Do I cuss too much? Yes. Yes, I do. And I love it! Here's why:
Growing up in a religious environment, I was extremely sensitive to the concept of Hell. We'd go for family car rides and I'd obsessively worry that if we got into a fatal car crash, my last word ever spoken might accidentally be "Shit!" and I'd immediately be sent to the dark, fiery depths of Hell to suffer and burn forever and ever.
So, like any tiny planner and flame retardant wannabe, I created a car transportation salvation plan! I'd jam my kid-sized mouth so chock full of purple and pink bubble gum that there was no way I could cuss. It'd be physically impossible. I figured I'd shout "Phhbbt!" and God couldn't punish me for that, could he? Nope!
Or if I didn't have enough Bubblicious, Hubba Bubba or Bubble Yum on hand, there was Plan B. I would pray real hard and picture Jesus' face before the crash, then that would cancel out the accidental swear word. God would definitely show some mercy and let me into Heaven instead. I was pretty sure I had my bases covered.
Spending so many years worrying and trying to be as good as possible because I feared earthly punishment, as well as an eternal blazing lake of fire, wasn't exactly a barrel of laughs or a barrel of monkeys or a barrel of laughing monkeys.
However, I've learned so much from the whole experience. The main takeaway is that the fear of God (or anything, really) only breeds more fear and that love creates more love. And now that I understand Hell to be a state of mind, not a place, and I'm a wild, mood swingin', perimenopausal, middle aged lady with a bunch of shit to say, I just say it!
It seems as if cussing has actually become a symbol of love for me now. If I feel like it, I can swear up a storm and not live in terror since I finally understand what unconditional love is and that it's always available for me. Love/Heaven is also a state of mind. I just have to decide whether or not to open up and allow it in.
I'm not the only pastor's kid in our family who has this penchant for blue language. My aunt married the son of a preacher who was raised with a very similar theology. I love hanging out with both of them, and whenever my uncle and I are together, we laugh and CUSS. IT. UP! One time my uncle said something hilarious and slightly vulgar that got us both giggling and my lovely aunt looked at me and said, "He's in his 60s. I thought he would've outgrown this by now." Guess not! Lucky for immature ol' me! Who knows...maybe cussing is a symbol of love for him too.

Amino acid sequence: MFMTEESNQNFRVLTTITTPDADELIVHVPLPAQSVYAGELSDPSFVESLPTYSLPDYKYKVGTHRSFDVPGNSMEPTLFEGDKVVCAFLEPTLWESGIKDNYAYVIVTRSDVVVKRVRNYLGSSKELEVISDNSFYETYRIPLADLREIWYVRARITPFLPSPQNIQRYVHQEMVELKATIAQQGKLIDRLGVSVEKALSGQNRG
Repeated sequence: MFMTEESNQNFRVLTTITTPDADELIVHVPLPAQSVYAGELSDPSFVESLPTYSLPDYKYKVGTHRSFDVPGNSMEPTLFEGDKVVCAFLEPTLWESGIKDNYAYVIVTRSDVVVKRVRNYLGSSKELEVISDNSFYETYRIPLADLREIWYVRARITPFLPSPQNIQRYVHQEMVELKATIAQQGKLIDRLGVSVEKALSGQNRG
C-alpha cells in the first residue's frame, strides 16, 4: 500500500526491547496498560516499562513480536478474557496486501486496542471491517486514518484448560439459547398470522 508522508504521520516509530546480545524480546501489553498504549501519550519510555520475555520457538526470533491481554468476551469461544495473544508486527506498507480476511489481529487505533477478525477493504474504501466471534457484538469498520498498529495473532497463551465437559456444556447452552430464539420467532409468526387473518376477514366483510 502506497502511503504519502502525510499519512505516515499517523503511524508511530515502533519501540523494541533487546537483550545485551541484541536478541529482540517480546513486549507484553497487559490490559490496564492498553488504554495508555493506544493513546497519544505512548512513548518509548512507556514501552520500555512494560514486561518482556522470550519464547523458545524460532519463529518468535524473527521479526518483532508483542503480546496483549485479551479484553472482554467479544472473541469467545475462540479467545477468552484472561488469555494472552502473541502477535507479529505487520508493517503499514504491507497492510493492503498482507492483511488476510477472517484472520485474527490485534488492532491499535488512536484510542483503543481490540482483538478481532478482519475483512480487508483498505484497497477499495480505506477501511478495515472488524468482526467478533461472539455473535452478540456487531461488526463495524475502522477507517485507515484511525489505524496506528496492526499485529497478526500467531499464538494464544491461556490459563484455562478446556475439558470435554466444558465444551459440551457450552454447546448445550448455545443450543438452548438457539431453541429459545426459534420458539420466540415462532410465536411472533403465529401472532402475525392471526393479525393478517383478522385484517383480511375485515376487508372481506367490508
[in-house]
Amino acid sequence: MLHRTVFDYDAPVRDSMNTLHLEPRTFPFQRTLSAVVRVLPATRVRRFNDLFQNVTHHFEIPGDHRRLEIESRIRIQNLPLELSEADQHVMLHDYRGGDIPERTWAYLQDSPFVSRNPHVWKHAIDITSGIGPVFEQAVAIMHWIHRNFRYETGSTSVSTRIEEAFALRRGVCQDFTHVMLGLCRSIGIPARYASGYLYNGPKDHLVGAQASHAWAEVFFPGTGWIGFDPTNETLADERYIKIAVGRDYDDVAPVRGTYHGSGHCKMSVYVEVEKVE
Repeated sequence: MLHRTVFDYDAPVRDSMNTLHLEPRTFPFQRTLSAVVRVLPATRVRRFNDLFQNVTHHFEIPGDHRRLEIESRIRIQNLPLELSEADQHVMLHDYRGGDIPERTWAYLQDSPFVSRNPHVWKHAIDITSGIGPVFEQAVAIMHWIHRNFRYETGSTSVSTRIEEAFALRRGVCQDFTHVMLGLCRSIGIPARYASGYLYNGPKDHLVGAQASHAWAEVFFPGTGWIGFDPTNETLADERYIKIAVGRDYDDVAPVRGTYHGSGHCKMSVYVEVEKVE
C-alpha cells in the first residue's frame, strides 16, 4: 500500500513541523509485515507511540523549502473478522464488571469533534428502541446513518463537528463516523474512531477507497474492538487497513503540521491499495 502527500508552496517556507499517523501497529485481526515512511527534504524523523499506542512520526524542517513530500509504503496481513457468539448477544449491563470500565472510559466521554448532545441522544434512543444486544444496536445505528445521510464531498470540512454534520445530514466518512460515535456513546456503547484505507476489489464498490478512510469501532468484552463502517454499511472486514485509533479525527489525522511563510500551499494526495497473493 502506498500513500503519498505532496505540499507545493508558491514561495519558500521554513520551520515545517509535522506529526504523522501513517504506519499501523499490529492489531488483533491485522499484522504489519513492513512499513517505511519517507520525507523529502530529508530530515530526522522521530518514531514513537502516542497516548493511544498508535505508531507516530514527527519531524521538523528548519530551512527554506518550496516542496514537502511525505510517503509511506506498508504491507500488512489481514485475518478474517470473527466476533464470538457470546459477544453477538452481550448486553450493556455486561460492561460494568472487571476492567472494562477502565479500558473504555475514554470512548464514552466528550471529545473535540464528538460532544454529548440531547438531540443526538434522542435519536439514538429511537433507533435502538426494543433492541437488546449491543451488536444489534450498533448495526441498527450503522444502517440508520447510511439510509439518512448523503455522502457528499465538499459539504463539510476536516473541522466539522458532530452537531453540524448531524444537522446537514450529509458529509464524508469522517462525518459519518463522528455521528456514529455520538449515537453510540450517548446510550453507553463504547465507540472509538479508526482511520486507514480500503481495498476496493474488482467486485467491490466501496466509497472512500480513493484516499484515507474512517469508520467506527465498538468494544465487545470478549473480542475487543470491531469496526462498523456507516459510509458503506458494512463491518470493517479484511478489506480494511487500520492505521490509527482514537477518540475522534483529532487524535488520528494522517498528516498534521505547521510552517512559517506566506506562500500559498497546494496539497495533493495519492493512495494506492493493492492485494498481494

In my uptight goody two shoes days, I would've found too much swearing offensive. But words cannot actually offend. It's the person's interpretation of the language that creates a sense of offense within themselves. We each get to interpret words and language any way we want. Of course, language can either be said with love energy behind it or not. It's the energy infusing the words that people often sense and feel. This is what's so great about knowing that I'm fully responsible for my experience. You can say whatever you'd like to say to me (with or without love) and I get to choose how to respond (with or without love).
It really is the most freeing thing in the world to not expect anyone to be any different than they are. That's called unconditional love and, well, love without conditions...that's what the Bible's Prodigal Son story is all about; that's what Jesus' main message was about.
To love myself and others without conditions is my ultimate goal. And I totally suck at it whenever I listen to my fear-based inner bully/ego, but when I can do it for myself and others, that amazing blissful feeling of unconditional love is absolutely the best f***ing thing I've ever known.